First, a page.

Russia and world geopolitics: Analysis and historical notes


A still little-known aspect of the global geopolitical dynamics of the modern age is the role that the Russian nation has had, over the last two hundred years, in maintaining the dominion of the Anglo-Saxon empire over the world. Russia was the most formidable weapon that England used to repel the most violent hegemonic attempts of her geopolitical antagonists. In this article it is our intention to specifically analyze the last three “assaults” on Anglo-Saxon world power by Napoleon, William II and Hitler. To clarify how Russian power was fundamental in maintaining the central role of the Anglo-Saxon empire in the world. All this in relation to the current geopolitical events which instead see the Eurasian country aligned against the Anglo-Saxon empire and allied with the latter’s most fearsome enemy, China. Will her role be the same for China today as it was for England in the power struggles against its geopolitical rivals? That is, is the Middle Empire using Russia today to destroy its geopolitical rivals as England has done over the last two hundred years? We try to answer this question by taking a look at the war and geopolitical context of the last two hundred years of European history.


We have already had the opportunity to write about the European geopolitical dynamics of the last five hundred years and how Anglo-Saxon domination of the world clashed with hegemonic attempts aimed at defeating England and putting an end to its domination over the world ( This analysis is fundamental to understand the role of “lateral or external spaces” to European territory in countering the challenges posed by the enemies of the Anglo-Saxon world order. It is precisely thanks to the intervention of these geopolitical realities on the margins of the European continent that England was able to defeat its bitter geopolitical adversaries over the last two hundred years. Russia, in particular, played an essential role in preserving the Anglo-Saxon-led world order and at the same time militarily destroying England’s rivals. Eurasian power proved indispensable to exhaust and destroy the monstrous war potential of Napoleonic France and Hitlerian Germany in particular. Without the clash with Moscow it is entirely probable, given the data in hand, that both Napoleon and Hitler would have prevailed in the fight against the “perfidious Albion”. Let’s try to understand why.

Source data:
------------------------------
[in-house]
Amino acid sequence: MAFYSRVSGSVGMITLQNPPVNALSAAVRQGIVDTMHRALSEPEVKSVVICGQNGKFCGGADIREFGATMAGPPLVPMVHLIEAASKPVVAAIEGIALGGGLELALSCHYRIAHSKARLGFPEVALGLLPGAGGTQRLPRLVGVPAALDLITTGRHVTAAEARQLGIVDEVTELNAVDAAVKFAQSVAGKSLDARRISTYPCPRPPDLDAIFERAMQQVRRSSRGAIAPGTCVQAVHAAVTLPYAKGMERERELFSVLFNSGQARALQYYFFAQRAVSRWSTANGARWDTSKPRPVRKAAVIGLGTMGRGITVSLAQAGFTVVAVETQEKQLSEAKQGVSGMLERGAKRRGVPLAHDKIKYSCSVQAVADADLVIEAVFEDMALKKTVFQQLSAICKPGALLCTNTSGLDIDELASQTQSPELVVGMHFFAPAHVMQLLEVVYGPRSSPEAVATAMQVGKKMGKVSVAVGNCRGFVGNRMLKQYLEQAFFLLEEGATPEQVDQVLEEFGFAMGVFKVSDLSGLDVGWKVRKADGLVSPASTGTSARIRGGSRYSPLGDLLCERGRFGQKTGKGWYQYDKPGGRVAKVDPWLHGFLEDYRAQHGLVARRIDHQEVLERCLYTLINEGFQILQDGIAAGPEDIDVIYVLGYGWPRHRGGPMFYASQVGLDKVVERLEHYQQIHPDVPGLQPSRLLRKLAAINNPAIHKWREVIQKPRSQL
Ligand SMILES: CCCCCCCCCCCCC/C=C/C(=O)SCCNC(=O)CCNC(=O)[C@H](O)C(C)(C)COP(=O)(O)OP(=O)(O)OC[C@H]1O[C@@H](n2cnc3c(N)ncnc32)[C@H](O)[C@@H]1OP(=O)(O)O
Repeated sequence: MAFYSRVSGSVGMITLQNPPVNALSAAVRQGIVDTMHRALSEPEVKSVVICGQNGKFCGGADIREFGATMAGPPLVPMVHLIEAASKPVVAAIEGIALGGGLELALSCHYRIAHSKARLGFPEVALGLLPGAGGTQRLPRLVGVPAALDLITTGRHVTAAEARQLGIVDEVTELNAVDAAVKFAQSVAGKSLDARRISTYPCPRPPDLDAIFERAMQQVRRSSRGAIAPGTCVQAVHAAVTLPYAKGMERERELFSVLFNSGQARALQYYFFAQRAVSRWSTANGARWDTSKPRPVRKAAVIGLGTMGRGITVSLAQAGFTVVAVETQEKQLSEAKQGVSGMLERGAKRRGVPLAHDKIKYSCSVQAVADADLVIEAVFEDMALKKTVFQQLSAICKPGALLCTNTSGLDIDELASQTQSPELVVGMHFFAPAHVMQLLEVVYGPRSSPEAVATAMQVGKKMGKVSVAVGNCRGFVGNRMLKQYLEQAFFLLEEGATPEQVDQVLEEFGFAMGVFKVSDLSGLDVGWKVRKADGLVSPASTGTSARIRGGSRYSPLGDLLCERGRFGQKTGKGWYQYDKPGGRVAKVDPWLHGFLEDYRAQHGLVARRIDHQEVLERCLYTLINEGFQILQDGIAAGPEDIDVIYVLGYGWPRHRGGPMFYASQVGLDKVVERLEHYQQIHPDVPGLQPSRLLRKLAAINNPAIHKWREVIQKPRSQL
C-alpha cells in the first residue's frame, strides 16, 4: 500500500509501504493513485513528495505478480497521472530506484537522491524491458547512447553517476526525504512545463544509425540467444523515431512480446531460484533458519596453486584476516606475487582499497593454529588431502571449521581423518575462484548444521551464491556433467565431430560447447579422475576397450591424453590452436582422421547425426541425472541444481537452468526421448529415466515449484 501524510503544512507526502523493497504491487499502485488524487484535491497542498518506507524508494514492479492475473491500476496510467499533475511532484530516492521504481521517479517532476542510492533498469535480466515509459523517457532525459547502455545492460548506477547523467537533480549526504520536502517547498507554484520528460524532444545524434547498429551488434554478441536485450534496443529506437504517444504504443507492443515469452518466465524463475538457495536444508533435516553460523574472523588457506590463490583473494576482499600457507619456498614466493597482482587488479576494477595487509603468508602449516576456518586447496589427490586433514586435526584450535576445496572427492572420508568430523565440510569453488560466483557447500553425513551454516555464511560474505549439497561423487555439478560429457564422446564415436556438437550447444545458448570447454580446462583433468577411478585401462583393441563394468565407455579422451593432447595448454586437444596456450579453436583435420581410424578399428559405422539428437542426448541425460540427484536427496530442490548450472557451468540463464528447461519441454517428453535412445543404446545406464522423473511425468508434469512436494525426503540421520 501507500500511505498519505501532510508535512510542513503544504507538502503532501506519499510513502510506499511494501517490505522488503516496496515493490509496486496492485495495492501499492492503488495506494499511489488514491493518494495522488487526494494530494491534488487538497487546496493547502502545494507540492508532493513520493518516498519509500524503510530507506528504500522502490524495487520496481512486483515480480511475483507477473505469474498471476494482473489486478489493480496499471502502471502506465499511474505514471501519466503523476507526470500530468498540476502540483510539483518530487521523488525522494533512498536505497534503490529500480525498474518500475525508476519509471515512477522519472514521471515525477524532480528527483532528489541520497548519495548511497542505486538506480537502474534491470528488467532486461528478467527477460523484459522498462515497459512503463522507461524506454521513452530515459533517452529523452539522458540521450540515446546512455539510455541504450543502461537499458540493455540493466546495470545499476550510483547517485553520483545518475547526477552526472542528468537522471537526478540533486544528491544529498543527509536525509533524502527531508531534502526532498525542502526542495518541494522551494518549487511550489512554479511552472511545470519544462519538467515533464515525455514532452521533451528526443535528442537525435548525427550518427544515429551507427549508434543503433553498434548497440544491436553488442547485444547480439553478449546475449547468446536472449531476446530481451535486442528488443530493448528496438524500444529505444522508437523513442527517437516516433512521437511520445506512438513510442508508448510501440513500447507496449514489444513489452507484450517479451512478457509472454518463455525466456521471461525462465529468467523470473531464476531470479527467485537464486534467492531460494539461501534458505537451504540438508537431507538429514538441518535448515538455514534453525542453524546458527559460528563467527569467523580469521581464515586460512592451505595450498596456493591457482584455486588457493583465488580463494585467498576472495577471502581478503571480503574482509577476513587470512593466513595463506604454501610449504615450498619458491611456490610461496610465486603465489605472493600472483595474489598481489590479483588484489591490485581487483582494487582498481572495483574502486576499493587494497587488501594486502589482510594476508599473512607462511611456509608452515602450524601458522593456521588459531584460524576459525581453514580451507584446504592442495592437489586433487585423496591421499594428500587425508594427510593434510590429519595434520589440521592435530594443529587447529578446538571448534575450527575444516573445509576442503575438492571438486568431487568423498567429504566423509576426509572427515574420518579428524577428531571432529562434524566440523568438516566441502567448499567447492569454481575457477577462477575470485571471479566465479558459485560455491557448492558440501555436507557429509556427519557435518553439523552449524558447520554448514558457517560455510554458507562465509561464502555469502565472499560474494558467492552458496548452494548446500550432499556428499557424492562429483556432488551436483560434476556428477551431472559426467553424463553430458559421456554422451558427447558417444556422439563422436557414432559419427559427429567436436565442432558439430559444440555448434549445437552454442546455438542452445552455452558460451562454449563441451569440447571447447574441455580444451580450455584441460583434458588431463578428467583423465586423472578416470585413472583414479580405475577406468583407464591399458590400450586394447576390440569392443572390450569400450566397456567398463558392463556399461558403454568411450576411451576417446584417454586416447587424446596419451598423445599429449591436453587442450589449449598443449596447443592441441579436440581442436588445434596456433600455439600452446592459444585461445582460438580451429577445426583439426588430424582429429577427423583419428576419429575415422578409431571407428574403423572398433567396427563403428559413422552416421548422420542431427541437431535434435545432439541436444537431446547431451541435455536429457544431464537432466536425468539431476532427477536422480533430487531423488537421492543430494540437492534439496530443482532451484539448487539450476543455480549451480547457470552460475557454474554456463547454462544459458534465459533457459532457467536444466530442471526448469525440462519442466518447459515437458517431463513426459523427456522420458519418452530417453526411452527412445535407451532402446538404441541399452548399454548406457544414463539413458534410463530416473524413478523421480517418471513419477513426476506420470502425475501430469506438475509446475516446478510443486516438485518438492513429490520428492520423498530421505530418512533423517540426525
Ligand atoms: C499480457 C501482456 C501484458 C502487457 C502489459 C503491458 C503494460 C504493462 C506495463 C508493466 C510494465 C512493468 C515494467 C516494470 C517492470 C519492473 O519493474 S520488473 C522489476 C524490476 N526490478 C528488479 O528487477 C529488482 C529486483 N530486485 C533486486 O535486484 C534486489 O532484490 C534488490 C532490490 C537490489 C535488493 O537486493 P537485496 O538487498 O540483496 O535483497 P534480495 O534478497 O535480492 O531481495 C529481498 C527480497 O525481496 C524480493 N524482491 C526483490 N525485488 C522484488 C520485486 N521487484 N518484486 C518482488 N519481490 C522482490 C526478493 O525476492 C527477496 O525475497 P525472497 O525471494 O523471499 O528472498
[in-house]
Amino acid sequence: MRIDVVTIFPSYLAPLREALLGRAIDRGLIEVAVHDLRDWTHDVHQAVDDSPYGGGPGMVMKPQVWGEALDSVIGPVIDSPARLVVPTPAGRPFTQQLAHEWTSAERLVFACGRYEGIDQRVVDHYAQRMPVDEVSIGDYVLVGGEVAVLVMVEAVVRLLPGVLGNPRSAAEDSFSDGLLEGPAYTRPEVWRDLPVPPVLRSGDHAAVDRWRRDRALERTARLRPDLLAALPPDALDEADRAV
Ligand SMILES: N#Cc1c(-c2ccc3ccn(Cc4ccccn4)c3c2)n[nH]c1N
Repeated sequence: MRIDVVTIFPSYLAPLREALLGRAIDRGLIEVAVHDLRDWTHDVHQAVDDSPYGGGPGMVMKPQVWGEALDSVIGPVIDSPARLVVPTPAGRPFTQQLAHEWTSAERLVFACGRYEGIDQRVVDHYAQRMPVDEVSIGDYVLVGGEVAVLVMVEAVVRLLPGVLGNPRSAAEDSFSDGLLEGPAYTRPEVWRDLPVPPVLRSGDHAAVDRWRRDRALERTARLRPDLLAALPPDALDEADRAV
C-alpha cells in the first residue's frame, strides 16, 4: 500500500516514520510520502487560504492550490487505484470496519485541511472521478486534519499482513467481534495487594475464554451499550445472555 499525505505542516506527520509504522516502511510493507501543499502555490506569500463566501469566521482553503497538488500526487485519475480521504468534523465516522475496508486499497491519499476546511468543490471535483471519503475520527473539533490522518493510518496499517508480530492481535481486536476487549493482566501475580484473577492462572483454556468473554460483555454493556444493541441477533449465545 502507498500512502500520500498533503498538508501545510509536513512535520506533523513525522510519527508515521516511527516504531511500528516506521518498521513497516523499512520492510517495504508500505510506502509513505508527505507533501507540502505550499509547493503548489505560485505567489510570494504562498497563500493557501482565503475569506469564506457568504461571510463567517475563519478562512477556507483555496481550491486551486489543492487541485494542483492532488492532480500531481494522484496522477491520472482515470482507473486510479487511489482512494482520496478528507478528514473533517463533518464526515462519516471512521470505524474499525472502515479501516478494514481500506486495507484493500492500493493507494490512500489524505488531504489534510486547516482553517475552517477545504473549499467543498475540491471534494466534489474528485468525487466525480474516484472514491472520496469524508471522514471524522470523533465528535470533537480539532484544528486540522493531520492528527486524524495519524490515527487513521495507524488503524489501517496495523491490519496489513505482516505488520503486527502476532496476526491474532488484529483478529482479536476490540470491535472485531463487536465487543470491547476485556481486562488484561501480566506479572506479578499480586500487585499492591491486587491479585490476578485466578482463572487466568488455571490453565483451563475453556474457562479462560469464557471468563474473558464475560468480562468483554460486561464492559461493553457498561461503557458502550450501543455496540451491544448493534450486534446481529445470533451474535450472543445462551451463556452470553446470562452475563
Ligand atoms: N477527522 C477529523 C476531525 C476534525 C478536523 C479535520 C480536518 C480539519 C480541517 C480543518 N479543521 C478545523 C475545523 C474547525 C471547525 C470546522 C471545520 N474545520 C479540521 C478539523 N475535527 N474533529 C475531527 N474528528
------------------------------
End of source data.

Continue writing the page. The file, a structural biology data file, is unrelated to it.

As is known, Napoleon’s hegemonic attempt was very problematic, in economic and geostrategic terms, for the Anglo-Saxon empire. Napoleonic France was a truly painful thorn in the side of England which at a certain point seemed to succumb to its very powerful rival. Not that France was ever able to challenge England on the seas (English thalassocracy was never questioned and indeed, after Trafalgar, it seemed more solid than ever) but in any case all the attempts made by London in the first decade of the 800 to finance a coalition of states that would defeat Napoleon were unsuccessful and indeed with the victory of Austerlitz (1805) over the Austrians and their allies the domination of the French empire on the European continent was practically unchallenged. The French emperor applied a continental blockade (with a relative ban on the docking of English ships on the European continent) which put the English economy in serious difficulty and was deprived of the precious European outlet market. Only Russia, the only continental European state that enjoyed effective autonomy from France, continued to trade with England and maintain good relations with London. Having noted the impossibility of binding the Tsar to the continental blockade, Napoleon decided in 1812 to invade Russia to put an end not only to his autonomist aims with respect to the French empire but also to his friendship with the United Kingdom. The undertaking decreed the geopolitical end of the French empire and the Napoleonic establishment as a consequence of the most serious military defeat that France has ever known in its history. It is clear that the role of the Russian Empire in the defeat of Napoleon’s hegemonic attempt against the English Empire was essential. Without it, despite the undisputed dominion of the seas, London would not have been able to prevail militarily over its bitter geopolitical rival and no one can say to what extent, in the long run, the continental blockade imposed by France on the English fleet and goods would have undermined the power economy of the “perfidious Albion” (perhaps to the point of significantly reducing its power).